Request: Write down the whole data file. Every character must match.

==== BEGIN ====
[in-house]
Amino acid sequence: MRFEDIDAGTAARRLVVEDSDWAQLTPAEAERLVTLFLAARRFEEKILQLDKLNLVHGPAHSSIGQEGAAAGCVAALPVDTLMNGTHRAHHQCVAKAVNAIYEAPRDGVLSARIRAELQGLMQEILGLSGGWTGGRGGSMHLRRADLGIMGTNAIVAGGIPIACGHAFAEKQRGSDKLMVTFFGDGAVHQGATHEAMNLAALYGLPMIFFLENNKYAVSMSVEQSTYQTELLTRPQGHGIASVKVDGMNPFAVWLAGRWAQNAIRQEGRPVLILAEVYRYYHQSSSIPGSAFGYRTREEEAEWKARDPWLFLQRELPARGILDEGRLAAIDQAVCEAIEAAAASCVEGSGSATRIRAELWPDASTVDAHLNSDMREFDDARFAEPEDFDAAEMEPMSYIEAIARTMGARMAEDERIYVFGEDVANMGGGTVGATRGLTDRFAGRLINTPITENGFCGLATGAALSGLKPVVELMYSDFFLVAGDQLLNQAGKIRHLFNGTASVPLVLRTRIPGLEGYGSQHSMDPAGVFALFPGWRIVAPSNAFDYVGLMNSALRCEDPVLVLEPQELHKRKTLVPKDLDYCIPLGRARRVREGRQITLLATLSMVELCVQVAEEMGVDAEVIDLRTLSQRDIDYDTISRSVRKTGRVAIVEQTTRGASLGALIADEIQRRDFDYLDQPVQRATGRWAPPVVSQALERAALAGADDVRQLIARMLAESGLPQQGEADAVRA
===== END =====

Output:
[in-house]
Amino acid sequence: MRFEDIDAGTAARRLVVEDSDWAQLTPAEAERLVTLFLAARRFEEKILQLDKLNLVHGPAHSSIGQEGAAAGCVAALPVDTLMNGTHRAHHQCVAKAVNAIYEAPRDGVLSARIRAELQGLMQEILGLSGGWTGGRGGSMHLRRADLGIMGTNAIVAGGIPIACGHAFAEKQRGSDKLMVTFFGDGAVHQGATHEAMNLAALYGLPMIFFLENNKYAVSMSVEQSTYQTELLTRPQGHGIASVKVDGMNPFAVWLAGRWAQNAIRQEGRPVLILAEVYRYYHQSSSIPGSAFGYRTREEEAEWKARDPWLFLQRELPARGILDEGRLAAIDQAVCEAIEAAAASCVEGSGSATRIRAELWPDASTVDAHLNSDMREFDDARFAEPEDFDAAEMEPMSYIEAIARTMGARMAEDERIYVFGEDVANMGGGTVGATRGLTDRFAGRLINTPITENGFCGLATGAALSGLKPVVELMYSDFFLVAGDQLLNQAGKIRHLFNGTASVPLVLRTRIPGLEGYGSQHSMDPAGVFALFPGWRIVAPSNAFDYVGLMNSALRCEDPVLVLEPQELHKRKTLVPKDLDYCIPLGRARRVREGRQITLLATLSMVELCVQVAEEMGVDAEVIDLRTLSQRDIDYDTISRSVRKTGRVAIVEQTTRGASLGALIADEIQRRDFDYLDQPVQRATGRWAPPVVSQALERAALAGADDVRQLIARMLAESGLPQQGEADAVRA